November 12, 2013
Beta-amyloid is a protein that causes Alzheimer’s disease when toxic forms of it accumulate in the brain. Two years ago Fisher Center scientists discovered that nerve cells are able to rid themselves of beta-amyloid through a process called autophagy, which provides cells with a means to destroy, or digest proteins that are no longer useful or that may become toxic. Autophagy works by bringing proteins to structures within the cell called lysosomes, which then digest the proteins. The scientists also showed that an experimental drug-like molecule called Smer28 helped the cells get rid of beta-amyloid by stimulating the process of autophagy. This groundbreaking research triggered a worldwide effort to find drugs that stimulate autophagy to treat Alzheimer’s.
Recently, the same team of Fisher scientists discovered a cellular pathway that ferries the proteins that form beta-amyloid to sites within the cell where autophagy works to digest the proteins. During this process, a protein called AP2 recognizes the beta-amyloid-forming protein and causes it to be wrapped up into a structure known as a cargo vesicle. The cargo vesicle is essentially a tiny molecular cage that carries the beta-amyloid-forming proteins into the autophagy system for digestion.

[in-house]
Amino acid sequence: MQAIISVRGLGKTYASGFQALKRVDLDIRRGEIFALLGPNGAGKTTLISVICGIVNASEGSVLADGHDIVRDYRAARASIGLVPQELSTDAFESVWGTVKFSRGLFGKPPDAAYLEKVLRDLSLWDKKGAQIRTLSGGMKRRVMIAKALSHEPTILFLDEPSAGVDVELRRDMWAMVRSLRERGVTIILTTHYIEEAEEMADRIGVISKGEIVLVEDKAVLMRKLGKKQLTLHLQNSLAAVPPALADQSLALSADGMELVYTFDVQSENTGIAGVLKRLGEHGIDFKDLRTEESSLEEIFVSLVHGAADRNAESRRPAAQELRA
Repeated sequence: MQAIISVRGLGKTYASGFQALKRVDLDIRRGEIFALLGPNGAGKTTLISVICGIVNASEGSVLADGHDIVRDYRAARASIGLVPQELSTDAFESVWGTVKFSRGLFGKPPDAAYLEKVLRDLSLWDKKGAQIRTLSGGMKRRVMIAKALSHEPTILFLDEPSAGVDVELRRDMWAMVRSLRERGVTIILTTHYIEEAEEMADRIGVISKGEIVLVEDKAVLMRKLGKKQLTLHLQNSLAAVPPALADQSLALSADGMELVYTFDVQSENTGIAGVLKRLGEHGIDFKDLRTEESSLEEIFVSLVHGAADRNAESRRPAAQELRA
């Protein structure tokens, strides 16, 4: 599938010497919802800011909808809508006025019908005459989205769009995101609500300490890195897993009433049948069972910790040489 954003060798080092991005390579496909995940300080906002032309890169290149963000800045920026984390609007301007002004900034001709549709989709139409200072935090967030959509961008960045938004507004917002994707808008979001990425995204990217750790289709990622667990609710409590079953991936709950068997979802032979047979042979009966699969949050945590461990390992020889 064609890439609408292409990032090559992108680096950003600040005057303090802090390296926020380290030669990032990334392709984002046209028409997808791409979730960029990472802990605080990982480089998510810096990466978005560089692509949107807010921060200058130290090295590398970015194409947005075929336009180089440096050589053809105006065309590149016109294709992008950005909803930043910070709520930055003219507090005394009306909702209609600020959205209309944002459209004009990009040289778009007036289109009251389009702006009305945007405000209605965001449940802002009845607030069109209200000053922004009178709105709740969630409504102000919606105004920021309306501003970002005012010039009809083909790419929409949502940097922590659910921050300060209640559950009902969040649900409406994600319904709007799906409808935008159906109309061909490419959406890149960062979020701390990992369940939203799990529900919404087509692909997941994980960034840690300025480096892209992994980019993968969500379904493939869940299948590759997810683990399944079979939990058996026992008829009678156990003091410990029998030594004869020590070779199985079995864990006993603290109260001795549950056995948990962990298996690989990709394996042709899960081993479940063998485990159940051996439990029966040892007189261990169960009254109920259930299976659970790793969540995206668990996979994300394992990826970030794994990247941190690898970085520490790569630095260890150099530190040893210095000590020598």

This truly groundbreaking work will provide scientists with new targets for drug development to treat Alzheimer’s. These drugs will reduce beta-amyloid levels in the brain by tweaking the system that regulates the cargo vesicles that carry beta-amyloid-forming proteins to the autophagy system and finally to the lysosomes for digestion.
Full Finding “Adaptor complex AP2/PICALM, through interaction with LC3, targets Alzheimer’s APP-CTF for terminal degradation via autophagy” PDF: Click Here